During World War II, Jews still felt the sting of social anti-Semitism that had, for so long, limited where they could live and with whom they might work. To make matters worse, while isolationism among reputable Americans ended after Pearl Harbor, political anti-Semites were still very much around accusing the Jews of war mongering. But soon after the war, Jew hatred here began to decline; in part, in reaction over time to what had occurred in occupied Europe. More importantly, more than half a million Jewish G.I.s – one in 10 American Jews who came home possessed a sense of pride that they had contributed much and were worthy of reward. Having stood shoulder to shoulder with all others, Jews demanded their rewards. And they were to find that the American government and most of their fellow citizens agreed.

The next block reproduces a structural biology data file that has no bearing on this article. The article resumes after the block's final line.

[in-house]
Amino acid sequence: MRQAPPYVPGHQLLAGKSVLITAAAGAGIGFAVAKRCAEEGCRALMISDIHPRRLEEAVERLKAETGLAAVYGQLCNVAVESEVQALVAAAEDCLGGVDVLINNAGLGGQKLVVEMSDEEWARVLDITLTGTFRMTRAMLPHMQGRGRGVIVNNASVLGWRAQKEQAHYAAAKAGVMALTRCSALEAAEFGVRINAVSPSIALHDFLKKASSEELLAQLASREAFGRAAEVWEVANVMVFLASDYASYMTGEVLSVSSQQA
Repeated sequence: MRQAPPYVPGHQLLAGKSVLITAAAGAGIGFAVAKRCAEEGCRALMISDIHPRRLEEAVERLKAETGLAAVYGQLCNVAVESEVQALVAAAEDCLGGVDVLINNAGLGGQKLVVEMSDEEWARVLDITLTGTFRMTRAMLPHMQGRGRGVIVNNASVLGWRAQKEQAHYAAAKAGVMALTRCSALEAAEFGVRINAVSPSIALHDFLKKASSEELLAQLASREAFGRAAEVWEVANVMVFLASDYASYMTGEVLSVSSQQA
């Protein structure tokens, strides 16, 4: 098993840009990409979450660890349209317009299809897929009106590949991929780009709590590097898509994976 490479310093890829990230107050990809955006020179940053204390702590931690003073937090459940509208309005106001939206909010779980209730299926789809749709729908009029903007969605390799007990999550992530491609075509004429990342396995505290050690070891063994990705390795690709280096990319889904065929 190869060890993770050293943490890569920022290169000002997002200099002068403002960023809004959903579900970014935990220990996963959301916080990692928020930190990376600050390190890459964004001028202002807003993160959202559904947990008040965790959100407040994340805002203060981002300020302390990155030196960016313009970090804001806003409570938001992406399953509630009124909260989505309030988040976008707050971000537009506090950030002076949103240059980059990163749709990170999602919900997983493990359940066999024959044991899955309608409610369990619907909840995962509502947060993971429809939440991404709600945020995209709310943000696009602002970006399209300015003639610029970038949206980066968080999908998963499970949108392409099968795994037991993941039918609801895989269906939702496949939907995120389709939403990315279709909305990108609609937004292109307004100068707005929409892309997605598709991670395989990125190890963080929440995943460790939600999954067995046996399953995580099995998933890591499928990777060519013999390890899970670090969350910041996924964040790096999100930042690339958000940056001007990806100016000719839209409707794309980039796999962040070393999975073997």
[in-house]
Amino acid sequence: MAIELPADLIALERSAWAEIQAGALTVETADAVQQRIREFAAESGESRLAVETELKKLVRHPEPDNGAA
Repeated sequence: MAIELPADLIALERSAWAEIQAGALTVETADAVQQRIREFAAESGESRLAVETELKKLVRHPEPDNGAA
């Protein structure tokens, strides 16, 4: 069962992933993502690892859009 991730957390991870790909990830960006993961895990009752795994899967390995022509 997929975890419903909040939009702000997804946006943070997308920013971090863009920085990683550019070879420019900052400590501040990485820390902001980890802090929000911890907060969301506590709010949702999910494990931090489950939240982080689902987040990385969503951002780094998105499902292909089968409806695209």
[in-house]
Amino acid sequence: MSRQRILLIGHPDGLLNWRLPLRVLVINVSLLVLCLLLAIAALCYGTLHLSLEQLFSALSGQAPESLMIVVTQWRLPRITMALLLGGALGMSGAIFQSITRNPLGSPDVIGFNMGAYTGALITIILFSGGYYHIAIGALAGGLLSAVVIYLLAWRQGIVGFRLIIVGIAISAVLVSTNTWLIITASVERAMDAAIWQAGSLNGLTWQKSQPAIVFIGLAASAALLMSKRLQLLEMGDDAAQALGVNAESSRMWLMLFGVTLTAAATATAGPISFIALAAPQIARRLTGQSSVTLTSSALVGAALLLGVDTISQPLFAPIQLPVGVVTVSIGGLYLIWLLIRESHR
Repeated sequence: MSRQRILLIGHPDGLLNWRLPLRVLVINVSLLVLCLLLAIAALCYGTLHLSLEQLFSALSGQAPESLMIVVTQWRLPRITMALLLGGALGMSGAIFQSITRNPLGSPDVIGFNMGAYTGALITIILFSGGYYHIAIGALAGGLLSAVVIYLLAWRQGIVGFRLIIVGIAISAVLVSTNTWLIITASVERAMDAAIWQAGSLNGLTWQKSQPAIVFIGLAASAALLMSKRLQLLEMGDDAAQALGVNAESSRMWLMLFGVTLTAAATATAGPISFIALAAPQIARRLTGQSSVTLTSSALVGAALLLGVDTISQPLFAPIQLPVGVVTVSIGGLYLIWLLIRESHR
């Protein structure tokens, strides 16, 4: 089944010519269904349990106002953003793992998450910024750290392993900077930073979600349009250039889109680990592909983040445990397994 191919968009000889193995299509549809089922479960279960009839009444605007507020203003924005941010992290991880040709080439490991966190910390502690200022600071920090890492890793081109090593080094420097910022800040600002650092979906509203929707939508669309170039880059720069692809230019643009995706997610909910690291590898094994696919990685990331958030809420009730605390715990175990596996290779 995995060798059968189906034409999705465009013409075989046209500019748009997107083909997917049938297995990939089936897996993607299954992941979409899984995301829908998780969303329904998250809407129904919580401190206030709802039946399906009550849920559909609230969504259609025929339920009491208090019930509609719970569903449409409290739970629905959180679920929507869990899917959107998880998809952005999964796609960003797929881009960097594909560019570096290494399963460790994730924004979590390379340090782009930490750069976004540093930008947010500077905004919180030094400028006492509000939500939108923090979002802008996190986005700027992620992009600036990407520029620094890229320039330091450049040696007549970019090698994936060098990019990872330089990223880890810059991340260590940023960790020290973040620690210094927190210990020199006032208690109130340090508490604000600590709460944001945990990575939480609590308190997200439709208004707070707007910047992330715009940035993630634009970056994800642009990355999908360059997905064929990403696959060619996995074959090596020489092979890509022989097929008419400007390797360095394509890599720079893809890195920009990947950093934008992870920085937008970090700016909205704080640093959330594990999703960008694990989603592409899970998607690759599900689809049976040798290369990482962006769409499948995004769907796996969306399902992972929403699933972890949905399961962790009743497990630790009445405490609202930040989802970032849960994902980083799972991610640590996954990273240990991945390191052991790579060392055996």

Under the G.I. Bill, Jews who fought overseas found mortgages available to them in new suburban locales where they could live harmoniously with American Christians. And they were accepted as students in many of this country’s elite universities, including those that had previously been closed to them. Thus, May 8th, 1945 was a turning point in American Jewish history whose ramifications we still feel today.
Jeffrey S. Gurock, “American Jews, V-E Day and Beyond”, The Jewish Week (1 May 2015), 23.